Australian Dictionary of Biography

  • Tip: searches only the name field
  • Tip: Use double quotes to search for a phrase

Cultural Advice

Aboriginal and Torres Strait Islander people should be aware that this website contains names, images, and voices of deceased persons.

In addition, some articles contain terms or views that were acceptable within mainstream Australian culture in the period in which they were written, but may no longer be considered appropriate.

These articles do not necessarily reflect the views of The Australian National University.

Older articles are being reviewed with a view to bringing them into line with contemporary values but the original text will remain available for historical context.

Benjamin Wickham Macdonald (1853–1920)

by N. L. McKellar

This article was published:

Benjamin Wickham Macdonald (1853-1920), company manager, was born on 15 March 1853 at Elgin, Morayshire, Scotland, son of Alexander Macdonald, flesher, and his wife Jessie, née Urquhart. He was schooled at Elgin Academy, then worked for a local law firm, Fife, Duff, Robertson & Skinner, from 1866. At 19 he entered the service of A. & J. Inglis, shipbuilders, Glasgow, and seven years later joined the staff of Mackinnon, Mackenzie & Co., managing agents for the British India Steam Navigation Co., first at Karachi, then at Calcutta.

For reasons of health, in 1884 Macdonald moved to Brisbane and the subsidiary Queensland Steam Shipping Co., next year to the newly incorporated British India & Queensland Agency Co., and in 1887 to the Australasian United Steam Navigation Co., recently formed by London interests associated with B.I.S.N. He became travelling inspector, then agent, at Rockhampton (1887-90), Cooktown (1890-96) and Adelaide (1896-1900). In 1900 James Lyle Mackay (later Lord Inchcape) visited Australia to reorganize A.U.S.N.'s affairs and Macdonald was transferred to Brisbane as general manager of both A.U.S.N. and B.I.Q.A.

In 1902 Macdonald was a leading negotiator in the formation of the 'Collins pool', the first all-embracing agreement between the major coastal shipping companies. By both co-operation and competition he and his arch-rival Ernest Northcote of the Adelaide Steamship Co. built up the impressive Australian coastal fleet. In 1915 the chairman of B.I.Q.A., Lord Inchcape, wound down the company and established an agency for A.U.S.N., named after its first two senior managing partners, Macdonald, Hamilton & Co. Macdonald's influence now extended far beyond the Queensland coast.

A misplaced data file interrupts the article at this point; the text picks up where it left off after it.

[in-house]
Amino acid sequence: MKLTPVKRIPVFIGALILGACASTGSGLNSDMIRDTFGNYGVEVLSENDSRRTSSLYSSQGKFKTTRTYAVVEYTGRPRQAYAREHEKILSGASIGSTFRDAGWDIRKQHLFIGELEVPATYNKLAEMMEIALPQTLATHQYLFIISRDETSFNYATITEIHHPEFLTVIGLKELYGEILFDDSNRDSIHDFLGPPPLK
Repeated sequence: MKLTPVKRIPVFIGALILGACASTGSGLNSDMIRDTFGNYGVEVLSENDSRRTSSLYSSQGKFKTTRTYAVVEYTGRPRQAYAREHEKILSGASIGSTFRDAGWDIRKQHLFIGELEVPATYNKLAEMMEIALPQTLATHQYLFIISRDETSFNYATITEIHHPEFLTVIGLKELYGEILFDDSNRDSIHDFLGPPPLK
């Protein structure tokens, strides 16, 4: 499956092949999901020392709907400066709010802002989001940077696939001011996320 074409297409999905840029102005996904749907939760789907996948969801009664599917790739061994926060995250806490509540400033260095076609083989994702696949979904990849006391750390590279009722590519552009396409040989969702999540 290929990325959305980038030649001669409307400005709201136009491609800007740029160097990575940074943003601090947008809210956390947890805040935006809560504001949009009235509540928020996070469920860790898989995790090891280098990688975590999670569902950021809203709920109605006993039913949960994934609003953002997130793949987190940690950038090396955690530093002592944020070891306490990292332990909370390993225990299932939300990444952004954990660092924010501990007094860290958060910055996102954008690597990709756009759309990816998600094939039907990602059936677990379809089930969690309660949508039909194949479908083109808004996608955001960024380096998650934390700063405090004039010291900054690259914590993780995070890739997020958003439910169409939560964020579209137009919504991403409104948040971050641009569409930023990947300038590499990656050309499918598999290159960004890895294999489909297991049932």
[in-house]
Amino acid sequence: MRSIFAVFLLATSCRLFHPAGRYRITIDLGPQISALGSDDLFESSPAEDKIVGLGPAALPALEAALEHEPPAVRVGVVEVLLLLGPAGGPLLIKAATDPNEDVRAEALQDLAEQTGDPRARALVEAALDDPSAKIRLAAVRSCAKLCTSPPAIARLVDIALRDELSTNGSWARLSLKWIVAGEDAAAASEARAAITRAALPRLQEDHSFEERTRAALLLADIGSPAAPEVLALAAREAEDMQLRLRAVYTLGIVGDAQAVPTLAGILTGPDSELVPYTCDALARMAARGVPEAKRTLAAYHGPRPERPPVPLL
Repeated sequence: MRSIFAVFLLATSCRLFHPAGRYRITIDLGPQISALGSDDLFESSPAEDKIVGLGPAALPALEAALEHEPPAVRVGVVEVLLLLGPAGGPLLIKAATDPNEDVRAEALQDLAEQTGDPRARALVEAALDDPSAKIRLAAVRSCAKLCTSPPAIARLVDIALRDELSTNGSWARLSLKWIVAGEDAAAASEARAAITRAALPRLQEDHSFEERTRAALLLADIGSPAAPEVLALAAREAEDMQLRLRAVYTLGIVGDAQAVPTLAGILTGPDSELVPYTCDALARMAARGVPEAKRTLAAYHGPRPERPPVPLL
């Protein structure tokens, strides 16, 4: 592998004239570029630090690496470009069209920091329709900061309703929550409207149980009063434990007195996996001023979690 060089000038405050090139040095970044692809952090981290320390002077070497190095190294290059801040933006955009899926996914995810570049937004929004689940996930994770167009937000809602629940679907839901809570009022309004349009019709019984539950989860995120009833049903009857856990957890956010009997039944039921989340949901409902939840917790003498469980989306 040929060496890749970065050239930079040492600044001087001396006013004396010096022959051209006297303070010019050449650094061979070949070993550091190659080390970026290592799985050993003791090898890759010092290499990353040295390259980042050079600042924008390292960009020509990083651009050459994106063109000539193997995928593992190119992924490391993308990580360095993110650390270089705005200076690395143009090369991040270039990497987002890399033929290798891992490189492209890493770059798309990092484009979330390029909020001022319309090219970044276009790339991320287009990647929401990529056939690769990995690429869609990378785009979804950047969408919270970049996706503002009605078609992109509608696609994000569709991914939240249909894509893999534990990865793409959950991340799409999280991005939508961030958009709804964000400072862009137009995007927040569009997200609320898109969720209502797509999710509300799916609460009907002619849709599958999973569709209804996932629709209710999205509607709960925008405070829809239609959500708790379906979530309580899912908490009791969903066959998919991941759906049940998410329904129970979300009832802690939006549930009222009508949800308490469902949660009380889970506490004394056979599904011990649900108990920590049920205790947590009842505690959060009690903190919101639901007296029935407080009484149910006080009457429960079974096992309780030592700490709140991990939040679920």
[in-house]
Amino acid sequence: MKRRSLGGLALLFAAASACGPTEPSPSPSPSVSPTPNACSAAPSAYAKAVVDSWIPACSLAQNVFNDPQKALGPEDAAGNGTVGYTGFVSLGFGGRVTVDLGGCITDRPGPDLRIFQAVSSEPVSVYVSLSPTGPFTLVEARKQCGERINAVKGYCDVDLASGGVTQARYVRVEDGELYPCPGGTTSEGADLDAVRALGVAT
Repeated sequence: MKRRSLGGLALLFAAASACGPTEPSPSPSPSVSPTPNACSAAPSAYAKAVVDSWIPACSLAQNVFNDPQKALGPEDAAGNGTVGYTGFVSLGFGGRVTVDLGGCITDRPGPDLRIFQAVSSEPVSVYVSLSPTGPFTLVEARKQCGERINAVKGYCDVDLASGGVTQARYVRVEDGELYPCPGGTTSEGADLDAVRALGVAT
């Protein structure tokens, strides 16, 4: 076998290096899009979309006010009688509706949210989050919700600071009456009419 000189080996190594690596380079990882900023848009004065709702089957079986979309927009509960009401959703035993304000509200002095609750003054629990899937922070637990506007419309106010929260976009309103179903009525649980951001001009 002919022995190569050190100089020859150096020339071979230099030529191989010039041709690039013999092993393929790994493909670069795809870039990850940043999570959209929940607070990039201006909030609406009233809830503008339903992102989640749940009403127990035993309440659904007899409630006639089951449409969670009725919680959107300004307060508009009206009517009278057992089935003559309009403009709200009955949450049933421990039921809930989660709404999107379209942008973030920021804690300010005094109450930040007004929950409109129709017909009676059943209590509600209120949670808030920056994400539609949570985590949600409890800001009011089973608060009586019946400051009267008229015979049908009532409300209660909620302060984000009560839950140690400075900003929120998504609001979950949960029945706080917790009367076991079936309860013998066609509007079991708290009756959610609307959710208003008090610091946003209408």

His firm was an agent for a number of shipping, insurance and trading companies and he was chairman of directors of E. Rich & Co. Ltd, the Lymington Collieries Ltd (Sydney), and Blackheath Collieries Ltd (Brisbane). In 1907-17 Macdonald was Russian consul for Queensland.

While not unsympathetic to the legitimate aspirations of workers, Macdonald refused to co-operate with the premier's request to re-employ union labour during the 1917 maritime strike. His tact nevertheless kept A.U.S.N.'s labour relations generally above average.

A 'big and genuine' man, a keen observer and cheery companion with a fine tenor voice, Macdonald was an active member of the Brisbane Liedertafel in his middle years. With dwindling time for golf, cricket, bowling and yachting, he retained membership of the Queensland, Brisbane, Royal Queensland Yacht, Stock Exchange and Commercial Travellers' Association clubs.

Macdonald had married Letitia Amelia Rendall in Brisbane on 19 April 1888 with Presbyterian forms. Predeceased by her, he died on 22 October 1920 and was buried in Toowong cemetery with Church of England rites. He was survived by his four daughters and son Rodney Wickham, who in turn became managing partner of Macdonald, Hamilton and who fathered Benjamin Wickham, currently its managing director. Macdonald's estate was sworn for probate at £39,218.

Select Bibliography

  • Newspaper Cartoonists' Association of Queensland, Queenslanders as We See 'Em (Brisb, 1915)
  • N. L. McKellar, From Derby Found to Burketown (Brisb, 1977)
  • Parliamentary Debates (Queensland), 1917, p 1036
  • Commercial Publishing Co. of Syd Ltd, Annual Review of Queensland, 1 (1902), no 1
  • Sea, Land and Air, 3, 1919-20, p 589
  • Historical Papers(Royal Historical Society of Queensland), 6, 1974-75, p 13
  • Queenslander, 30 Oct 1920.

Related Entries in NCB Sites

Citation details

N. L. McKellar, 'Macdonald, Benjamin Wickham (1853–1920)', Australian Dictionary of Biography, National Centre of Biography, Australian National University,, published first in hardcopy 1986, accessed online 18 April 2024.

This article was published in hardcopy in Australian Dictionary of Biography, Volume 10, (Melbourne University Press), 1986

View the front pages for Volume 10

© Copyright Australian Dictionary of Biography, 2006-2024

Life Summary [details]


15 March, 1853
Elgin, Moray, Scotland


22 October, 1920 (aged 67)
Brisbane, Queensland, Australia

Cultural Heritage

Includes subject's nationality; their parents' nationality; the countries in which they spent a significant part of their childhood, and their self-identity.

Religious Influence

Includes the religion in which subjects were raised, have chosen themselves, attendance at religious schools and/or religious funeral rites; Atheism and Agnosticism have been included.